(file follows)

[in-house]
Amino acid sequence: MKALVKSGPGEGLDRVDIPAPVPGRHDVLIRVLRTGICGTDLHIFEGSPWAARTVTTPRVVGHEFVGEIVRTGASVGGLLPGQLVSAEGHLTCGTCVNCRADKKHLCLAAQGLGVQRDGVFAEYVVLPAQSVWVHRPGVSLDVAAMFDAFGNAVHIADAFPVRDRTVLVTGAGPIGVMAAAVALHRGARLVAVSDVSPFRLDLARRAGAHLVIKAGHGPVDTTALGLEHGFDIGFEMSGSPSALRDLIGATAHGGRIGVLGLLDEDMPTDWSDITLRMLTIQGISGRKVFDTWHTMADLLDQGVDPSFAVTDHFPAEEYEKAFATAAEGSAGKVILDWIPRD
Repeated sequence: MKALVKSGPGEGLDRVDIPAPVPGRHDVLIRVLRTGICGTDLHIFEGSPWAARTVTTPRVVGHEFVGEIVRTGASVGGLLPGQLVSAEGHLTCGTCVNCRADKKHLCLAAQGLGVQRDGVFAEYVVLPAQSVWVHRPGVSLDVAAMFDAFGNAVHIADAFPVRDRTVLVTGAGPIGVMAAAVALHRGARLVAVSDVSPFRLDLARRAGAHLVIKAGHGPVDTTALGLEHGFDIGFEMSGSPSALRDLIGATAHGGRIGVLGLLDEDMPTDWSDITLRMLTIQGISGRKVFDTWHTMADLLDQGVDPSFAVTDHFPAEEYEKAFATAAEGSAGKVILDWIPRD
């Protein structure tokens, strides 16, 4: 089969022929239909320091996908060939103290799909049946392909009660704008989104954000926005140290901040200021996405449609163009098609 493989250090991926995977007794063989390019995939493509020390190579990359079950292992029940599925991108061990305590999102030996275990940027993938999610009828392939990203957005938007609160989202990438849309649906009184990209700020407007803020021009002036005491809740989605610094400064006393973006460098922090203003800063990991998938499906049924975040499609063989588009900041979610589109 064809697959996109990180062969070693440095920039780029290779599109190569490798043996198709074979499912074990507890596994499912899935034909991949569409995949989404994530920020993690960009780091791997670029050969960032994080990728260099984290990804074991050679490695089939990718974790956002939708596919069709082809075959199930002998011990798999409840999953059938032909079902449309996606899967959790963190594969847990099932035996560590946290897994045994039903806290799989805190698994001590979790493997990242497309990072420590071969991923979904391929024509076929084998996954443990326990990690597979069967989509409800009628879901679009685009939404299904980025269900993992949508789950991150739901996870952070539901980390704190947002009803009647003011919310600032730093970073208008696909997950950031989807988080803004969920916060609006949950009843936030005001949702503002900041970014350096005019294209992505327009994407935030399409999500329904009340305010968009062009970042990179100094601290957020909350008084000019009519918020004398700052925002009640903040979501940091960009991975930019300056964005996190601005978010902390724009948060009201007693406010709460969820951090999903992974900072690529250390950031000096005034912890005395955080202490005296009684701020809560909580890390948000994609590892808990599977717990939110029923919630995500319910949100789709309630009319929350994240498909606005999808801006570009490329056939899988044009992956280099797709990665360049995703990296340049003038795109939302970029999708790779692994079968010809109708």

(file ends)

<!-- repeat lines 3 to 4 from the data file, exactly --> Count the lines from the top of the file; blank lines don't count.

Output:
Repeated sequence: MKALVKSGPGEGLDRVDIPAPVPGRHDVLIRVLRTGICGTDLHIFEGSPWAARTVTTPRVVGHEFVGEIVRTGASVGGLLPGQLVSAEGHLTCGTCVNCRADKKHLCLAAQGLGVQRDGVFAEYVVLPAQSVWVHRPGVSLDVAAMFDAFGNAVHIADAFPVRDRTVLVTGAGPIGVMAAAVALHRGARLVAVSDVSPFRLDLARRAGAHLVIKAGHGPVDTTALGLEHGFDIGFEMSGSPSALRDLIGATAHGGRIGVLGLLDEDMPTDWSDITLRMLTIQGISGRKVFDTWHTMADLLDQGVDPSFAVTDHFPAEEYEKAFATAAEGSAGKVILDWIPRD
């Protein structure tokens, strides 16, 4: 089969022929239909320091996908060939103290799909049946392909009660704008989104954000926005140290901040200021996405449609163009098609 493989250090991926995977007794063989390019995939493509020390190579990359079950292992029940599925991108061990305590999102030996275990940027993938999610009828392939990203957005938007609160989202990438849309649906009184990209700020407007803020021009002036005491809740989605610094400064006393973006460098922090203003800063990991998938499906049924975040499609063989588009900041979610589109 064809697959996109990180062969070693440095920039780029290779599109190569490798043996198709074979499912074990507890596994499912899935034909991949569409995949989404994530920020993690960009780091791997670029050969960032994080990728260099984290990804074991050679490695089939990718974790956002939708596919069709082809075959199930002998011990798999409840999953059938032909079902449309996606899967959790963190594969847990099932035996560590946290897994045994039903806290799989805190698994001590979790493997990242497309990072420590071969991923979904391929024509076929084998996954443990326990990690597979069967989509409800009628879901679009685009939404299904980025269900993992949508789950991150739901996870952070539901980390704190947002009803009647003011919310600032730093970073208008696909997950950031989807988080803004969920916060609006949950009843936030005001949702503002900041970014350096005019294209992505327009994407935030399409999500329904009340305010968009062009970042990179100094601290957020909350008084000019009519918020004398700052925002009640903040979501940091960009991975930019300056964005996190601005978010902390724009948060009201007693406010709460969820951090999903992974900072690529250390950031000096005034912890005395955080202490005296009684701020809560909580890390948000994609590892808990599977717990939110029923919630995500319910949100789709309630009319929350994240498909606005999808801006570009490329056939899988044009992956280099797709990665360049995703990296340049003038795109939302970029999708790779692994079968010809109708």